Revolution, Trauma, and a Transition to Nowhere - Thoughts on Russian Music and Culture post-1991

Prof. Marina Frolova-Walker FBA (University of Cambridge

8 July 2022, 6 pm CEST | 8. Juli 2022, 18 Uhr MESZ
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Respondent: Prof. Dr. Christoph Flamm (University of Heidelberg)

In the studies of post-Soviet space the term »transition to democracy«, so prevalent in the 1990s, has met an early demise. The optimistic narrative of transition first became impatient with the slowness and hesitancy of the process, then suffered from the uncertainty of the moving or even vanishing target, and was finally abandoned by scholars as it became clear that the post-Soviet nation-states were taking shape in some yet unprecedented forms that required unbiased analysis. 
The place of optimistic teleologies has been taken by hindsight-driven narratives portraying the collapse of the Soviet Union as a traumatogenic event and the culture of the succeeding period as trapped in the state of the ›post‹. In this paper I will take post-socialist theories of cultural trauma as my starting point and test them against a number of case studies, both musical and more broadly cultural. I will then consider the double-edged nature of the »post-traumatic« narrative which can be utilised by both the supporters and opponents of the current political order in Russia, and the difficulties this creates for Western observers. It is hoped that this paper will help to explain some of the mechanisms that have led to the current catastrophe.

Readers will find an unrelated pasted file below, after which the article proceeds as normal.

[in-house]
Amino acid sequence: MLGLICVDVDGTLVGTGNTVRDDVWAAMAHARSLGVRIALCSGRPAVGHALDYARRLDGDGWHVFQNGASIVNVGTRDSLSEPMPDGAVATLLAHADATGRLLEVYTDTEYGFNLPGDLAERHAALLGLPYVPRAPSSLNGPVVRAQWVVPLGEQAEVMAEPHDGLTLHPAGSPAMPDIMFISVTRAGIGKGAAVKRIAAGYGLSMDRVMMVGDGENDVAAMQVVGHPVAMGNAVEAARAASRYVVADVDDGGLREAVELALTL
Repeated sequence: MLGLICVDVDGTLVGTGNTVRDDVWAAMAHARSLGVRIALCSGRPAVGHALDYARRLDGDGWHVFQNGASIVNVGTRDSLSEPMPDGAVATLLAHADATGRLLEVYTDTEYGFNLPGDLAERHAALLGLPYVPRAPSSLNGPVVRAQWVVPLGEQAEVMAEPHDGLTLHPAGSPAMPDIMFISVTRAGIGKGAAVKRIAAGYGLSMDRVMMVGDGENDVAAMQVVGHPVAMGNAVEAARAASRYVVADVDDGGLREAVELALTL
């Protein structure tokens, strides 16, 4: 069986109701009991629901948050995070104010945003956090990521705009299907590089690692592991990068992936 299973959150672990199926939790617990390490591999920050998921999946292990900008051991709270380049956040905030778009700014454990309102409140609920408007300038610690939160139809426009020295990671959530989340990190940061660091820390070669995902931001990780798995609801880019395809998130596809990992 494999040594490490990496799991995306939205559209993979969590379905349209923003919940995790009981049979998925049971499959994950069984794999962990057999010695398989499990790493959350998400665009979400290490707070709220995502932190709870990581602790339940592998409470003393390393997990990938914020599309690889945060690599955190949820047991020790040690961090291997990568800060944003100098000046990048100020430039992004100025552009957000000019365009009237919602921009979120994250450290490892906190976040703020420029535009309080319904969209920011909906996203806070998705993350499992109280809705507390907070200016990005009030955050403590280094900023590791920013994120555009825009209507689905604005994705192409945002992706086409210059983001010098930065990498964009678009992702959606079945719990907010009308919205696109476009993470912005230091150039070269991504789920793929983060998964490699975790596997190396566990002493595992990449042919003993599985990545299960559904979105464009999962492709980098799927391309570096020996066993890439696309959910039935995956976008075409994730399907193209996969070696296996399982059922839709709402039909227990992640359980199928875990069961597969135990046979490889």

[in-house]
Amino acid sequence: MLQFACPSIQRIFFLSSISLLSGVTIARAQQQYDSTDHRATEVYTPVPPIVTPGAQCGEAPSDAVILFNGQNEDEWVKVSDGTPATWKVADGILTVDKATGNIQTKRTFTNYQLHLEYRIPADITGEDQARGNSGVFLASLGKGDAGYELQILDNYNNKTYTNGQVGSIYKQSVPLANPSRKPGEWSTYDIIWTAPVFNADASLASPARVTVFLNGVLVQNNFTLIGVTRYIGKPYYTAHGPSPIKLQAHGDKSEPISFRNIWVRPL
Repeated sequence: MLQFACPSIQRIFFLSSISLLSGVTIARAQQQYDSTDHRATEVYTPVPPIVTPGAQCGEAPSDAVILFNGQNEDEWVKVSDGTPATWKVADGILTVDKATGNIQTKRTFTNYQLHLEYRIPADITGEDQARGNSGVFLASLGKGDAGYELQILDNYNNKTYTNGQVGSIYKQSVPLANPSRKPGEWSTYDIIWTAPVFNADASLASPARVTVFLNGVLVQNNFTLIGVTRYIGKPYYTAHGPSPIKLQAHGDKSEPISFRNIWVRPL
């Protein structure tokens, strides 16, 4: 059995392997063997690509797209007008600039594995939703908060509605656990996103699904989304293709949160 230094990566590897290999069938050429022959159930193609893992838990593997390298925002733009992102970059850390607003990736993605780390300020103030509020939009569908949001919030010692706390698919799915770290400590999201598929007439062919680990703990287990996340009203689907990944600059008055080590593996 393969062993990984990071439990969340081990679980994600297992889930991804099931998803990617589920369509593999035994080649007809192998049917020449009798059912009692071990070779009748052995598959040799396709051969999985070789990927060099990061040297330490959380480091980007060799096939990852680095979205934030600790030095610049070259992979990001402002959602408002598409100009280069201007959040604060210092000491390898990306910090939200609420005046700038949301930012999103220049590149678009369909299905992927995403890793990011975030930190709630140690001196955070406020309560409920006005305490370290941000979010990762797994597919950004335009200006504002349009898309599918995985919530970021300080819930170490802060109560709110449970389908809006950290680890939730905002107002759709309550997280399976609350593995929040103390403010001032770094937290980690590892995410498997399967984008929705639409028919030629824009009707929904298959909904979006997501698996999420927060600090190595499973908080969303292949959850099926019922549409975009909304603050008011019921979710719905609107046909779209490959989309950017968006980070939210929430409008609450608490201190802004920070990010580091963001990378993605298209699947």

Portrait Marina Frolova Walker


Marina Frolova-Walker FBA is Professor of Music History at the Faculty of Music, University of Cambridge, Fellow of Clare College, Cambridge, and currently Professor of Music at Gresham College, London. She is the author of Russian Music and Nationalism from Glinka to Stalin (Yale, 2007), Stalin's Music Prize: Soviet Culture and Politics (Yale, 2016), and co-author (with Jonathan Walker) of Music and Soviet Power, 1917–32 (Boydell, 2012).  In 2015 she was awarded the Edward J. Dent Medal by the Royal Musical Association for ›outstanding contribution to musicology‹.